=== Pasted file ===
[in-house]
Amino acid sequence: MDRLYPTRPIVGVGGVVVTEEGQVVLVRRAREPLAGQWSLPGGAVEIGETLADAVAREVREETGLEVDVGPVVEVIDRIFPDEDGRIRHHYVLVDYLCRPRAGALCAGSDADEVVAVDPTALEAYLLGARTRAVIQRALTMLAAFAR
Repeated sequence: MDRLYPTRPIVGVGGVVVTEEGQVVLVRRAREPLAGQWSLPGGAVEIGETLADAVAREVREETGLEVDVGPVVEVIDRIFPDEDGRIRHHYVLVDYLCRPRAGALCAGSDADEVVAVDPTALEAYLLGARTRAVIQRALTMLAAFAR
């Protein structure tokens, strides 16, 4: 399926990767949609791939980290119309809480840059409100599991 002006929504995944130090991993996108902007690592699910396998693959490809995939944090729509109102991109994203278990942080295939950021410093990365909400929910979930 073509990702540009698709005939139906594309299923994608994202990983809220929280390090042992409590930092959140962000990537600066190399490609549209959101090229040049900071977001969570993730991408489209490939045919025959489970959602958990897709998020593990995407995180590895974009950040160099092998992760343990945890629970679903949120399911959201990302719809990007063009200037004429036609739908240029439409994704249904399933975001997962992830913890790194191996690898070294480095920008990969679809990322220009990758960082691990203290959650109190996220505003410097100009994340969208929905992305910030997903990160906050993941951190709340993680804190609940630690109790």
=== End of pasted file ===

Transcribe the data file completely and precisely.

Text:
[in-house]
Amino acid sequence: MDRLYPTRPIVGVGGVVVTEEGQVVLVRRAREPLAGQWSLPGGAVEIGETLADAVAREVREETGLEVDVGPVVEVIDRIFPDEDGRIRHHYVLVDYLCRPRAGALCAGSDADEVVAVDPTALEAYLLGARTRAVIQRALTMLAAFAR
Repeated sequence: MDRLYPTRPIVGVGGVVVTEEGQVVLVRRAREPLAGQWSLPGGAVEIGETLADAVAREVREETGLEVDVGPVVEVIDRIFPDEDGRIRHHYVLVDYLCRPRAGALCAGSDADEVVAVDPTALEAYLLGARTRAVIQRALTMLAAFAR
């Protein structure tokens, strides 16, 4: 399926990767949609791939980290119309809480840059409100599991 002006929504995944130090991993996108902007690592699910396998693959490809995939944090729509109102991109994203278990942080295939950021410093990365909400929910979930 073509990702540009698709005939139906594309299923994608994202990983809220929280390090042992409590930092959140962000990537600066190399490609549209959101090229040049900071977001969570993730991408489209490939045919025959489970959602958990897709998020593990995407995180590895974009950040160099092998992760343990945890629970679903949120399911959201990302719809990007063009200037004429036609739908240029439409994704249904399933975001997962992830913890790194191996690898070294480095920008990969679809990322220009990758960082691990203290959650109190996220505003410097100009994340969208929905992305910030997903990160906050993941951190709340993680804190609940630690109790």